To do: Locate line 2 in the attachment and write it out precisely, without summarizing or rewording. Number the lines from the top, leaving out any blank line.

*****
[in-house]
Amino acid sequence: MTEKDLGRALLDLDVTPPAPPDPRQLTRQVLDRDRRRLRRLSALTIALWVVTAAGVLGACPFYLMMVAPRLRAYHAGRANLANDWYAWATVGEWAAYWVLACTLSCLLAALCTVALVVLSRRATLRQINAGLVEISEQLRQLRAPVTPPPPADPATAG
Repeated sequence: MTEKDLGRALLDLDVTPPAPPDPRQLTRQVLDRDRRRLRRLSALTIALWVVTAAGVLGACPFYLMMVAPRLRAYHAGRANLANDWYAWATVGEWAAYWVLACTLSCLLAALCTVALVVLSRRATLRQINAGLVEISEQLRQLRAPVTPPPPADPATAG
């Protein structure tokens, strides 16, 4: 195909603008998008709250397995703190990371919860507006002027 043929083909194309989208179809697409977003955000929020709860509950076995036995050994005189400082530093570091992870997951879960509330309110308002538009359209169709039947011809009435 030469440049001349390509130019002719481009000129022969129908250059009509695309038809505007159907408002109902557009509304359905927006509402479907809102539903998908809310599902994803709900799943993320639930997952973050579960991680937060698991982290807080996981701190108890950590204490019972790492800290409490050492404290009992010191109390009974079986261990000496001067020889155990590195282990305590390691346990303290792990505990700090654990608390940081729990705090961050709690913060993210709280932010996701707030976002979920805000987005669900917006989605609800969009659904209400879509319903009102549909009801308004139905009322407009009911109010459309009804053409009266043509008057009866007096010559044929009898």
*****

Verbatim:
Amino acid sequence: MTEKDLGRALLDLDVTPPAPPDPRQLTRQVLDRDRRRLRRLSALTIALWVVTAAGVLGACPFYLMMVAPRLRAYHAGRANLANDWYAWATVGEWAAYWVLACTLSCLLAALCTVALVVLSRRATLRQINAGLVEISEQLRQLRAPVTPPPPADPATAG